Exposure to both physical and psychological stress has a negative impact on one’s regulatory processing, and stress within the family context may be especially impactful on emotional regulation and development. Early experiences of exposure to parent marital conflict or parent relationship discord, such as divorce, are stressors often associated with poor emotional well-being, including emotion dysregulation, in both children and adults. However, the influence of these experiences on regulatory development is complex as there are many factors that impact the pathways of risk (e.g., parenting behaviors, child perceptions). Furthermore, emotion regulation has not been well-studied in adolescence in the context of parental relations. Because adolescence is a period of rapid growth that involves many important developmental tasks, including the shaping of regulatory processes and emotional control, the current study examined the influence of marital conflict on adolescent emotion regulation. A total of 45 parent-adolescent dyads completed online questionnaires regarding family experiences (i.e., conflict, parenting, etc.) and emotion regulation difficulties. Results demonstrated that marital conflict was significantly associated with children’s perceptions of intense and frequent conflict. Marital conflict was not significantly directly associated with adolescent emotion regulation. Indirect pathways from martial conflict to adolescent emotion regulation via parenting behaviors and children’s perceptions were also not supported. Findings suggest the importance of examining the influence of other family relationships and exploring additional assessments of emotion regulation.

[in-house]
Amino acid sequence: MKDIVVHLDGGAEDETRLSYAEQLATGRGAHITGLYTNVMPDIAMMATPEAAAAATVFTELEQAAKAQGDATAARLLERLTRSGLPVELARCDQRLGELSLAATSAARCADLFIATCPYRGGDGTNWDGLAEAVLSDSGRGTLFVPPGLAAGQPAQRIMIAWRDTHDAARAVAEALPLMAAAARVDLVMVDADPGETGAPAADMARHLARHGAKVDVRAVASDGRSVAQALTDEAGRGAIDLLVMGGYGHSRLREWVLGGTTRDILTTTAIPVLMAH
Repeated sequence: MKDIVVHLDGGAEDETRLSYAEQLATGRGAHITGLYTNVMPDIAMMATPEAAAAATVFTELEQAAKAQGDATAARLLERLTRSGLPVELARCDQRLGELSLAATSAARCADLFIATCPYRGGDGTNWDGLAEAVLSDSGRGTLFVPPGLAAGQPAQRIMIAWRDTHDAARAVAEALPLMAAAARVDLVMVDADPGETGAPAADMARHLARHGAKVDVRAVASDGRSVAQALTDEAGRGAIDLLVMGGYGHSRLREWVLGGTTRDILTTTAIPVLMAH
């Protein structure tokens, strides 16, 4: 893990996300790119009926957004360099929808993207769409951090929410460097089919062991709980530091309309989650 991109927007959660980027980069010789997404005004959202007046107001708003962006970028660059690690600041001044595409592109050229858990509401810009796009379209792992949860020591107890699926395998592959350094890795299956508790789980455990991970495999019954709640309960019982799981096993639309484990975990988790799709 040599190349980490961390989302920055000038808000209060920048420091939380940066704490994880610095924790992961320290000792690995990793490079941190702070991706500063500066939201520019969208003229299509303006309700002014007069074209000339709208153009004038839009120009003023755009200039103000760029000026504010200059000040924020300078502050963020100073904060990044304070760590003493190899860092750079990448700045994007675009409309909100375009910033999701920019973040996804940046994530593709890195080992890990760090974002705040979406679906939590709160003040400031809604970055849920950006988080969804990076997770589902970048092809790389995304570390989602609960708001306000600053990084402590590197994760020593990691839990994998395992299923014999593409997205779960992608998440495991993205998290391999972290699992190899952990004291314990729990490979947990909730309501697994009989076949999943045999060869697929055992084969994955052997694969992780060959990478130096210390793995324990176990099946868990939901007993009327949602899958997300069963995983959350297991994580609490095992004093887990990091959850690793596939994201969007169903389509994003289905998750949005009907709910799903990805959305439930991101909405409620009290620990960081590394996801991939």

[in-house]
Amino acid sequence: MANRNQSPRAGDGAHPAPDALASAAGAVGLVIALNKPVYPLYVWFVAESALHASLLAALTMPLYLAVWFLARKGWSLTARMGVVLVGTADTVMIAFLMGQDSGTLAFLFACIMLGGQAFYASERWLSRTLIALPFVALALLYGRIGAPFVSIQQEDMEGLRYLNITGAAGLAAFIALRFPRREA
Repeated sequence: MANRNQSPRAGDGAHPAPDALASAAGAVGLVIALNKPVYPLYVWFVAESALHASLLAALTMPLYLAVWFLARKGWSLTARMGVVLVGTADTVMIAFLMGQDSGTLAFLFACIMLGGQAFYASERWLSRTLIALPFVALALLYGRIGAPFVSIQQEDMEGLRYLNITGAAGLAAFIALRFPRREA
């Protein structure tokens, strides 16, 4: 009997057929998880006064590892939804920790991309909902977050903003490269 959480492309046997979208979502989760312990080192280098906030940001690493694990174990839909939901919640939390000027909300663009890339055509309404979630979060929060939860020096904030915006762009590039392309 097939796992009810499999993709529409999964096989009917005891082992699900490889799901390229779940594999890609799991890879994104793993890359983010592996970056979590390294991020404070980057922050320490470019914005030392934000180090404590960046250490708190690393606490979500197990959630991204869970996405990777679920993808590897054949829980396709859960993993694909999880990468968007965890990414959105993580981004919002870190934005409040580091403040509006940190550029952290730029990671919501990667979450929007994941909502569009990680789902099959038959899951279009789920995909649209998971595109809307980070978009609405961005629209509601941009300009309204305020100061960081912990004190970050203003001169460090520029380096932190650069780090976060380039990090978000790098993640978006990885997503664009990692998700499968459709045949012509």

Library of Congress Subject Headings
Emotions in adolescence; Marital conflict--Psychological aspects; Child development; Families--Psychological aspects
Experimental Psychology (MS)
Department, Program, or Center
Colton, Kassidy, "Early Exposure to Marital Conflict and Adolescent Emotion Regulation" (2021). Thesis. Rochester Institute of Technology. Accessed from
RIT – Main Campus